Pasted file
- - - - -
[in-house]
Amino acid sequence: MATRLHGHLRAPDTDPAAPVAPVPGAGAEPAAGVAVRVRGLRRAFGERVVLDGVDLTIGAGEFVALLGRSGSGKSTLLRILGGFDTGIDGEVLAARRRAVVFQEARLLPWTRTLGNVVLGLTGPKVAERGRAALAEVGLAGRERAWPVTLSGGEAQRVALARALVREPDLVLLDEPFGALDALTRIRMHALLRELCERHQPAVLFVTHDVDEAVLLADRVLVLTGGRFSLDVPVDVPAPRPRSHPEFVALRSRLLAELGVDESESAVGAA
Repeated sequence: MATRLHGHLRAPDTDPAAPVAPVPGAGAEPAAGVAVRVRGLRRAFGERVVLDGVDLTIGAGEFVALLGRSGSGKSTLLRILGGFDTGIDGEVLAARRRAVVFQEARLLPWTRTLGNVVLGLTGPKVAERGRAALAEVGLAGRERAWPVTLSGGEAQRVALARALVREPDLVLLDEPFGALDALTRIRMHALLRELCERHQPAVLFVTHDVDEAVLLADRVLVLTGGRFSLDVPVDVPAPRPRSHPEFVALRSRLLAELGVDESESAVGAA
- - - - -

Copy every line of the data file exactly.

[in-house]
Amino acid sequence: MATRLHGHLRAPDTDPAAPVAPVPGAGAEPAAGVAVRVRGLRRAFGERVVLDGVDLTIGAGEFVALLGRSGSGKSTLLRILGGFDTGIDGEVLAARRRAVVFQEARLLPWTRTLGNVVLGLTGPKVAERGRAALAEVGLAGRERAWPVTLSGGEAQRVALARALVREPDLVLLDEPFGALDALTRIRMHALLRELCERHQPAVLFVTHDVDEAVLLADRVLVLTGGRFSLDVPVDVPAPRPRSHPEFVALRSRLLAELGVDESESAVGAA
Repeated sequence: MATRLHGHLRAPDTDPAAPVAPVPGAGAEPAAGVAVRVRGLRRAFGERVVLDGVDLTIGAGEFVALLGRSGSGKSTLLRILGGFDTGIDGEVLAARRRAVVFQEARLLPWTRTLGNVVLGLTGPKVAERGRAALAEVGLAGRERAWPVTLSGGEAQRVALARALVREPDLVLLDEPFGALDALTRIRMHALLRELCERHQPAVLFVTHDVDEAVLLADRVLVLTGGRFSLDVPVDVPAPRPRSHPEFVALRSRLLAELGVDESESAVGAA